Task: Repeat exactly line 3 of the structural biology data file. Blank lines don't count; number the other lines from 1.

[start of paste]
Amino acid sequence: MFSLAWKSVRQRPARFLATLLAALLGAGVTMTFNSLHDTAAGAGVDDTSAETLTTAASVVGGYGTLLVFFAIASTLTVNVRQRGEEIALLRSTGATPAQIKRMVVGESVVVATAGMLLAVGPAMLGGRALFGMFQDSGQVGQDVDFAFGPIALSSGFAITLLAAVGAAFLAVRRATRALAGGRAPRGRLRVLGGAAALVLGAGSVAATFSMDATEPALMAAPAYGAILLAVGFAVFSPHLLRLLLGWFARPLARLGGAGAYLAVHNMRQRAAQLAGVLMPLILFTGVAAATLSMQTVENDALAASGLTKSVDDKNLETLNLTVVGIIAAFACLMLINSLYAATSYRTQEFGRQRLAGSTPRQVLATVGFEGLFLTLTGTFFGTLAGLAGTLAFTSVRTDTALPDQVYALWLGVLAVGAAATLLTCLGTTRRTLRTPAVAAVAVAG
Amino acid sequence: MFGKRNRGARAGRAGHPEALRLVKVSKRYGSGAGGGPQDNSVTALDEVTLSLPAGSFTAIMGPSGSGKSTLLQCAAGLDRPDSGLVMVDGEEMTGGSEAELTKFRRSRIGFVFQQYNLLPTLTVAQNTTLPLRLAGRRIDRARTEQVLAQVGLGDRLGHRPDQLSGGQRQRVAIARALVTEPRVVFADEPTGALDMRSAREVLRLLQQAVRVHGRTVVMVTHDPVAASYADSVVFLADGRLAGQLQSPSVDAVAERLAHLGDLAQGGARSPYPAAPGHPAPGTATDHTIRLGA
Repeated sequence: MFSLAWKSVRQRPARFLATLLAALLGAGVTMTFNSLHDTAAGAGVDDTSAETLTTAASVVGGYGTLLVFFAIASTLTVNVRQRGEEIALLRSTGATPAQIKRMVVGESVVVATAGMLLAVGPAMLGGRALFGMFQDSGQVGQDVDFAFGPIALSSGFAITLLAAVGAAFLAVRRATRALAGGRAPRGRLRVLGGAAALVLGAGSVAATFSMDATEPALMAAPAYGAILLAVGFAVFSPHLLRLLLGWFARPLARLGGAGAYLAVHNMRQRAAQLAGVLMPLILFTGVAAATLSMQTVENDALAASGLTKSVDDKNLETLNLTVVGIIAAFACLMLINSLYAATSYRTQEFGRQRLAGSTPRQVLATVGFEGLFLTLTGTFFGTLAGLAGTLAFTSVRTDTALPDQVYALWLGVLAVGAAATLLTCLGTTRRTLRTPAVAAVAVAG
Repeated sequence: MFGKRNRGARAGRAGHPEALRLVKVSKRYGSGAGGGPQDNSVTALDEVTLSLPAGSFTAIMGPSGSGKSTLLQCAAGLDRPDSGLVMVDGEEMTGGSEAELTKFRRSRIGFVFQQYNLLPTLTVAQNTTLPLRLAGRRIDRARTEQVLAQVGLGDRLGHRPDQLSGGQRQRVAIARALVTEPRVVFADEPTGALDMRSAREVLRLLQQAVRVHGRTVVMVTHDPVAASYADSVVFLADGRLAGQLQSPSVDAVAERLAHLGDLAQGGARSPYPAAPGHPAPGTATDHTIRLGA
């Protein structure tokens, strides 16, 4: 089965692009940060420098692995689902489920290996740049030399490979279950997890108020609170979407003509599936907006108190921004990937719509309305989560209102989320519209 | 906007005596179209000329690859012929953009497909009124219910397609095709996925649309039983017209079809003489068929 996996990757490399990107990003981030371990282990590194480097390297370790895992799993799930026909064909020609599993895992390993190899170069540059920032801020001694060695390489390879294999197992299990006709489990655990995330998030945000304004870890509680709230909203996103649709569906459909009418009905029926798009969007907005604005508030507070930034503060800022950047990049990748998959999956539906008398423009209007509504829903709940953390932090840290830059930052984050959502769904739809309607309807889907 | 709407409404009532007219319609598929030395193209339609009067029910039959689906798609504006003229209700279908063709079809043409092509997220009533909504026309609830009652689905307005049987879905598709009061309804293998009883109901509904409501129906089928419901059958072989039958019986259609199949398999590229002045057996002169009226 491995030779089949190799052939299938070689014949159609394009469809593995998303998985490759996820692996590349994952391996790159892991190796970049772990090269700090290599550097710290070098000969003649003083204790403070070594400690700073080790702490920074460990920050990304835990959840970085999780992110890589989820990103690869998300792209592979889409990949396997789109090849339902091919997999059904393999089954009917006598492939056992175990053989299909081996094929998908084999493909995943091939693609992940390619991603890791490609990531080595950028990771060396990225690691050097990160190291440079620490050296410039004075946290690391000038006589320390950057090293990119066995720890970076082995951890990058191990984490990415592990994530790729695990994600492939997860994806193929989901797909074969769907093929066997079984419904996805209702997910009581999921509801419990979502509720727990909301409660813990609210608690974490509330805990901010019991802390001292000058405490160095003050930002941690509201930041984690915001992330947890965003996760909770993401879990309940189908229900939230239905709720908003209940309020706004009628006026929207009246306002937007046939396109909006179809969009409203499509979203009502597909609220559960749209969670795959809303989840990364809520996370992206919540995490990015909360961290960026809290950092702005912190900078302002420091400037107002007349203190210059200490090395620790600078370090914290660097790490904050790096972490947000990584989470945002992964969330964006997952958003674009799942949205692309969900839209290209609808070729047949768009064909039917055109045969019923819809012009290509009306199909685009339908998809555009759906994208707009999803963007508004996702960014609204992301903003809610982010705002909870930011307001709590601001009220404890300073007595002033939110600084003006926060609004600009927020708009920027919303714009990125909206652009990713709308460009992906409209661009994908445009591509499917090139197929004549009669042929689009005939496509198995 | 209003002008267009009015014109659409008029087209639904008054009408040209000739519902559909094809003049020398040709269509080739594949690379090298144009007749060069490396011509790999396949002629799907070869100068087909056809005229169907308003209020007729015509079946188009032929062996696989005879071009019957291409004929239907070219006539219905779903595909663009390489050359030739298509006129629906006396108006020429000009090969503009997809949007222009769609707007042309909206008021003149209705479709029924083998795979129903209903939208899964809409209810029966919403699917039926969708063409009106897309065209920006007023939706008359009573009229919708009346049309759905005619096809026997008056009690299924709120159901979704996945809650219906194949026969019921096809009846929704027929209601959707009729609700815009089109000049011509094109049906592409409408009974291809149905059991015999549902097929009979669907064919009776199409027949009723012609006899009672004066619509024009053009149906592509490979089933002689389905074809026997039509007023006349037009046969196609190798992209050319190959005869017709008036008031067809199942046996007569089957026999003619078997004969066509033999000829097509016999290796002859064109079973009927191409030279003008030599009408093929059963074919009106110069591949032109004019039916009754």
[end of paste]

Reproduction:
Repeated sequence: MFSLAWKSVRQRPARFLATLLAALLGAGVTMTFNSLHDTAAGAGVDDTSAETLTTAASVVGGYGTLLVFFAIASTLTVNVRQRGEEIALLRSTGATPAQIKRMVVGESVVVATAGMLLAVGPAMLGGRALFGMFQDSGQVGQDVDFAFGPIALSSGFAITLLAAVGAAFLAVRRATRALAGGRAPRGRLRVLGGAAALVLGAGSVAATFSMDATEPALMAAPAYGAILLAVGFAVFSPHLLRLLLGWFARPLARLGGAGAYLAVHNMRQRAAQLAGVLMPLILFTGVAAATLSMQTVENDALAASGLTKSVDDKNLETLNLTVVGIIAAFACLMLINSLYAATSYRTQEFGRQRLAGSTPRQVLATVGFEGLFLTLTGTFFGTLAGLAGTLAFTSVRTDTALPDQVYALWLGVLAVGAAATLLTCLGTTRRTLRTPAVAAVAVAG